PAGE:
If you want to store in a totals field in the table, make the totals field the sourceobject (like your other data fields but perhaps lock it) and then in both the Job_Price and Actual_Selling_Price field's AFTERUPDATE Event, add code like this:

    me!MyTotalPriceField = me!Job_Price * me!Actual_Selling_Price.

    There are pro's and con's to doing it either way. Most people will argue that you should never store a calculated field but I've come across several reason for doing so (ie. to re-utilize that value in other formulas geared around this value to save from having to write work-around code (ie. it's much simplier to total a field versus a calculation.) Financial applications also utilize storing the value in the table as well (especially for IT auditing). And if you're doing many calculations on a large recordset, this may beneficial for retrieving reports faster. I'm not a big fan of those who say you must always 'calculate the values and not store them' as I often see people then try to write all this extra code just to use that calculated value in other calculations (which becomes messy and difficult to troubleshoot). Just a fore-warning that you'll see some posts where someone will say this is a hard-fast rule which you must never break (I call it lack of experience). In fairness though, most of the time you don't need to store the calculated field but again, don't think this is a rule you MUST follow. Do what's best for your application and how you re-use that calculated value.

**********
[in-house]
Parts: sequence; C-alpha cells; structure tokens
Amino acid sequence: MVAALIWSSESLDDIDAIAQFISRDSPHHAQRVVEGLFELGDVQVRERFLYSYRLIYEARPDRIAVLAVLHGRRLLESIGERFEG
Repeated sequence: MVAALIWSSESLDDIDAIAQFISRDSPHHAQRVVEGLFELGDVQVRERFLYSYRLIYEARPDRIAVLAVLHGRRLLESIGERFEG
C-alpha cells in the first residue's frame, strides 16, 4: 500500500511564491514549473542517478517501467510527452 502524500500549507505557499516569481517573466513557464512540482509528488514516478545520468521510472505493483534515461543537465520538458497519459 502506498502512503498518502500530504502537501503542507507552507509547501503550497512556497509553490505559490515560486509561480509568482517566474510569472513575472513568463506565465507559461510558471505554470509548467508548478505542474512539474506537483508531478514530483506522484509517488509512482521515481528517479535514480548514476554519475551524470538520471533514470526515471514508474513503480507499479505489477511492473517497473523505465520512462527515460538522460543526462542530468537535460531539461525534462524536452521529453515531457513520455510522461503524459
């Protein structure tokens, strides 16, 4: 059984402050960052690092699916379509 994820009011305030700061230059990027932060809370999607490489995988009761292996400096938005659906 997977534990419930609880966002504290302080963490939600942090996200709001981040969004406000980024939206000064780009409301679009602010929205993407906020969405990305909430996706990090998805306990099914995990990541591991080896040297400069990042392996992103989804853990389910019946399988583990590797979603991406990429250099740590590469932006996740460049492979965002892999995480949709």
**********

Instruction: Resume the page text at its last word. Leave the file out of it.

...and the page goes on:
Another way you could do it (which may make the query non-updatable) is to put the formula as an expression in the query itself: ex: SomeNameExpresion: [Job_Price] * [Actual_Selling_Price]. Even though the query may become non-updatable, the advantage to using this method is that you can then easily total this column on the form.
    Last edited by pkstormy; 11-22-09 at 03:03.
    Expert Database Programming
    MSAccess since 1.0, SQL Server since 6.5, Visual Basic (5.0, 6.0)

  3. #3
    Join Date
    Dec 2004
    Location